Is this a client side validation at this point, or a server side validation? In order to test this, I will capture a session in Ethereal to try and investigate if is being done client side or server side. Although I can get the WebUIValidaton.js file, I feel it is too much work to try and kludge through it, and instead I instead decide to test by saving the POST session and modifying the parameter for txtEmployeeID with something that should fail validation. In order to do this, I find the POST session header as indicated under the Info column, then I right mouse click on it and select Follow TCP Stream. I make sure that ASCII is selected as the format, and click on save as, and save the session as bypassValidation.txt. I then edit the saved text file, remove all the server response information, and modify the txtEmployeeID to read “’ or 1=1 --”, which if successful, will attempt to pull all data from the table. (Thanks to this site for the SQL Injection example. I put the link to the print version to spare you the advertising). The modified example is below.

POST /SearchForEmployees/WebForm1.aspx HTTP/1.1
Accept: image/gif, image/x-xbitmap, image/jpeg, image/pjpeg, application/, application/, application/msword, */*
Referer: http://john/SearchForEmployees/WebForm1.aspx
Accept-Language: en-us
Content-Type: application/x-www-form-urlencoded
Accept-Encoding: gzip, deflate
User-Agent: Mozilla/4.0 (compatible; MSIE 5.01; Windows NT 5.0)
Host: john
Content-Length: 273
Connection: Keep-Alive
Cache-Control: no-cache
Cookie: ASP.NET_SessionId=gmyrcwf1hhw0porjguqsnqeo

__VIEWSTATE=dDwxOTg4MTczMDcyO3Q8O2w8aTwxPjs%2BO2w8dDw7bDxpPDQ%2BOz47bDx0PHQ8O3A8bDxpPDE%2BO2k8Mj47PjtsPHA8V2FyZCwgSm9objtXYXJkLCBKb2huPjtwPFdhcmQsIEpvaG47V2FyZCwgSm9obj47Pj47Pjs7Pjs%2BPjs%2BPjs%2BJlE8BGSK6UaTCuPYd%2Bdr1fm5whg%3D&txtEmployeeID=' or 1=1 --&cmdSubmit=cmdSubmit

What I am going to do is connect to the Web server via Netcat and pipe in the above text file. Below is the DOS session for that attempt

C:\tmp>type bypassValidation.txt c:\nc localhost 80
HTTP/1.1 100 Continue
Server: Microsoft-IIS/5.0
Date: Thu, 27 Oct 2005 20:50:59 GMT
X-Powered-By: ASP.NET

HTTP/1.1 200 OK
Server: Microsoft-IIS/5.0
Date: Thu, 27 Oct 2005 20:50:59 GMT
X-Powered-By: ASP.NET
Connection: close
X-AspNet-Version: 1.1.4322
Cache-Control: private
Content-Type: text/html; charset=utf-8
Content-Length: 3100

<script>alert("Invalid input found, ignoring request");</script>
<!DOCTYPE HTML PUBLIC "-//W3C//DTD HTML 4.0 Transitional//EN" >
<meta content="Microsoft Visual Studio 7.0" name="GENERATOR">
<meta content="C#" name="CODE_LANGUAGE">
<meta content="JavaScript" name="vs_defaultClientScript">
<meta content="" na
<body MS_POSITIONING="GridLayout">
<form name="Form1" method="post" action="WebForm1.aspx" language
="javascript" onsubmit="if (!ValidatorOnSubmit()) return false;" id="Form1">
<input type="hidden" name="__VIEWSTATE" value="dDwxOTg4MTczMDcyO3Q8O2w8aTwxPjs+O
fm5whg=" />

<script language="javascript" src="/aspnet_client/system_web/1_1_4322/WebUIValid

<span id="Label1" style="Z-INDEX: 101; LEFT: 17px; POSIT
ION: absolute; TOP: 16px">Enter the Employee ID:</span><input name="txtEmployeeI
D" type="text" value="' or 1=1 --" id="txtEmployeeID" style="Z-INDEX: 102; LEFT:
165px; POSITION: absolute; TOP: 17px" /><input type="submit" name="cmdSubmit" v
alue="cmdSubmit" onclick="if (typeof(Page_ClientValidate) == 'function') Page_Cl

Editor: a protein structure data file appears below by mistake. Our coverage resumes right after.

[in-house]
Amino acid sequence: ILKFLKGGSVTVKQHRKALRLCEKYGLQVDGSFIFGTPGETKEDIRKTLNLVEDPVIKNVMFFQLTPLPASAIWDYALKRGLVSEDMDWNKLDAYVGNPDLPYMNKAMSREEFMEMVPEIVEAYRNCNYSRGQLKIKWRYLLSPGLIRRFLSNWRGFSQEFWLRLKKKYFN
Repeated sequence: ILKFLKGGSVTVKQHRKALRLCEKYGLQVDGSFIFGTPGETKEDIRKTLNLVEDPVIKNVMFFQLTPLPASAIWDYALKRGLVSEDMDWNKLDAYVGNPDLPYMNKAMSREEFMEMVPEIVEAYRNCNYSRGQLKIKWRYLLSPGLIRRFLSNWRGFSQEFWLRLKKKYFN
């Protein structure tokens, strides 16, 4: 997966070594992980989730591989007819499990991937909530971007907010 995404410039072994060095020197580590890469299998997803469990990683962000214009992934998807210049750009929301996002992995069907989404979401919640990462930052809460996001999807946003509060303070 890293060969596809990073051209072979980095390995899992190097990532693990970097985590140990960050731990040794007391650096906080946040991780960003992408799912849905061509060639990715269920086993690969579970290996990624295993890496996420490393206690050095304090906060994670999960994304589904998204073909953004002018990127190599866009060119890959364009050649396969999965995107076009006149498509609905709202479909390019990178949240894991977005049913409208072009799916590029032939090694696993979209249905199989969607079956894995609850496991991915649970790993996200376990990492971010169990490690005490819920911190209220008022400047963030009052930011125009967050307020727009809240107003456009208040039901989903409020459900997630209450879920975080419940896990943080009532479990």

ientValidate(); " language="javascript" id="cmdSubmit" style="Z-INDEX: 103; LEFT
: 21px; POSITION: absolute; TOP: 51px" /><select name="lstResults" size="4" id="
lstResults" style="height:75px;width:325px;Z-INDEX: 104; LEFT: 345px; POSITION:
absolute; TOP: 16px">
<option value="lstResults">lstResults</option>
<option value="Ward, John">Ward, John</option>
<option value="Ward, John">Ward, John</option>

<span id="RegularExpressionValidator1" controltovalidate
="txtEmployeeID" errormessage="Invalid Input" isvalid="False" evaluationfunction
="RegularExpressionValidatorEvaluateIsValid" validationexpression="\d{10}" style
="color:Red;Z-INDEX: 105; LEFT: 165px; POSITION: absolute; TOP: 47px">Invalid In
<script language="javascript">
var Page_Validators = new Array(document.all["RegularExpressionValidato
// -->

<script language="javascript">
var Page_ValidationActive = false;
if (typeof(clientInformation) != "undefined" && clientInformation.appName.indexO
f("Explorer") != -1) {
if (typeof(Page_ValidationVer) == "undefined")
alert("Unable to find script library '/aspnet_client/system_web/1_1_4322
/WebUIValidation.js'. Try placing this file manually, or reinstall by running 'a
spnet_regiis -c'.");
else if (Page_ValidationVer != "125")
alert("This page uses an incorrect version of WebUIValidation.js. The pa
ge expects version 125. The script library is " + Page_ValidationVer + ".");

function ValidatorOnSubmit() {
if (Page_ValidationActive) {
return ValidatorCommonOnSubmit();
return true;
// -->


I can see that the script command to alert that an invalid input occurred is there, highlighted in red. I redirect the output to a file and open in IE.

By the pop-up message that was returned, I can tell that the processing is done server-side and the error message is returned to the client via the resulting HTML page. This is good because it helps to prevent an outsider from manipulating the client page to circumvent my validation routine. Had this been done client side, I would still have the alert message with the SQL that I used for debugging. While there are more in-depth tests, I am fairly confident that the Regular Expression Validation control is working. However, if you are rolling out an application, you should never assume that you are completely secure. Remember that there is always someone out there smarter than you. In time someone is bound to find a flaw in the .Net validation components, but these components are a good start toward securing your web applications from input validation attacks if you are using the .Net platform.